This is not a common use of national parks and wilderness areas. Some, no doubt, will disapprove. But I believe these rituals are important attempts to fill a void in our traditions, an attempt to integrate the wild and the self by myth. The influence is American Indian--Chickasaw, early Sioux scaffold burials and Assiniboin medicine signs painted by Karl Bodmer, the personal decoration of the Crow and Blackfeet -but it is just influence: Peacock is trying to figure something out for himself.

Peacock is not a shaman; he lacks that tradition and he's too wise to think he can simply give it to himself. But he made contact with the forces that drive shamanism, and these forces are expressed by a mixture of the self and wildness. His attempt to integrate the


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wild and the self without a tradition simply magnifies our loss of these traditions, and his difficulty is an omen: it registers the complexity of myth-making under conditions of modernity.

In "The Bear:' Faulkner has the older McCaslin explain the loss of the wild by evoking some of the most beautiful lines in the English language: "She cannot fade, though thou hast not thy bliss / Forever wilt thou love, and she be fair."s The young McCaslin says, "He's talking about a girl." But the older McCaslin explains, "He was talking about truth. Truth is one. It doesn't change. It covers all things which touch the heart--honor and pride and pity and justice and courage and love ... and what the heart holds to becomes truth, as far as we know truth" (283-84).

One does not kill, destroy, or exploit what one truly loves. Neither Sam Fathers nor young Ike McCaslin could kill Old Ben, though both had the chance. "He did not move, holding the useless gun which he knew now he would never fire at it, now or ever" (194). In Grizzly Years, Peacock reaches the same point of not killing. His memoir raises the possibility that we might still, at this late moment, hold a predator - the ultimate Other -- to our heart, might actually come to love its wild and utterly different life, might actually achieve a unity. I believe the preservation of wilderness and wildness in all it forms depends upon this possibility.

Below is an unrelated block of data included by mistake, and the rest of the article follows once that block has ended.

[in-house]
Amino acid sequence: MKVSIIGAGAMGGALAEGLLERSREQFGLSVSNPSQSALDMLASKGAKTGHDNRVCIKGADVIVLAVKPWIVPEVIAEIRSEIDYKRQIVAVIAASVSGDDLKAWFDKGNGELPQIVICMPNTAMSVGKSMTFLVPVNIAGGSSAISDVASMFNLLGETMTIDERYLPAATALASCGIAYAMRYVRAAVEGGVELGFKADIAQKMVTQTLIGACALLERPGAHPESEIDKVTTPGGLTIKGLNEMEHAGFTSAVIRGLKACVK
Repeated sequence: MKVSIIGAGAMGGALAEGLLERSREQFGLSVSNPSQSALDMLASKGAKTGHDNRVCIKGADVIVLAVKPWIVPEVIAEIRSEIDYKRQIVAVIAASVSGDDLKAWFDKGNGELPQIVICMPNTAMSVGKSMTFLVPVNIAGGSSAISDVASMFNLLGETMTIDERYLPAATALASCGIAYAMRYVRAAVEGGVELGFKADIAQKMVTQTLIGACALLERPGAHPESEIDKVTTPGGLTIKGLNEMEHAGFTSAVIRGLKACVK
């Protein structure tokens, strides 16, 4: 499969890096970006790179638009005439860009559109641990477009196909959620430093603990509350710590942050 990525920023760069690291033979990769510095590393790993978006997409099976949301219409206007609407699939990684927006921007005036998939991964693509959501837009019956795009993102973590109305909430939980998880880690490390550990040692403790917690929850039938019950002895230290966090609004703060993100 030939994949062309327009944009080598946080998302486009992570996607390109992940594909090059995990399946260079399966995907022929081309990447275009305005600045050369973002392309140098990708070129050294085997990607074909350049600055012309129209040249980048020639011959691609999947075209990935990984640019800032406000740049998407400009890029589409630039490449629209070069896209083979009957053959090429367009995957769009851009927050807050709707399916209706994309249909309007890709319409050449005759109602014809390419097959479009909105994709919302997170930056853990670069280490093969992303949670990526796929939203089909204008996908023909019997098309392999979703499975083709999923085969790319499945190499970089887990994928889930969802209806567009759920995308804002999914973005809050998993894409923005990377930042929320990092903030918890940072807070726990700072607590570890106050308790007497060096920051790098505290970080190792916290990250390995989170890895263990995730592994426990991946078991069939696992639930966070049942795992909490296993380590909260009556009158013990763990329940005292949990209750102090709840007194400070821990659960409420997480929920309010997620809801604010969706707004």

The bear, the gun, the possibility of killing, the decision to limit one's power, the urge to honor the spirits of the Other-- all these are present in Grizzly Years when Peacock begins to heal.

Peacock's journey led him to Yellowstone, a place with "magic. He needed isolation and wildness, and this soon led to grizzly bears. In his first terrifying contact with a grizzly he found something greater than himself, a redeemer who is not a god but an omnivore at the top of the food chain. A self-willed predator fully equal to the terror of war. The grizzlies give him an experience of wildness that breaches ordinary experience and brings Peacock to the edge of epiphany: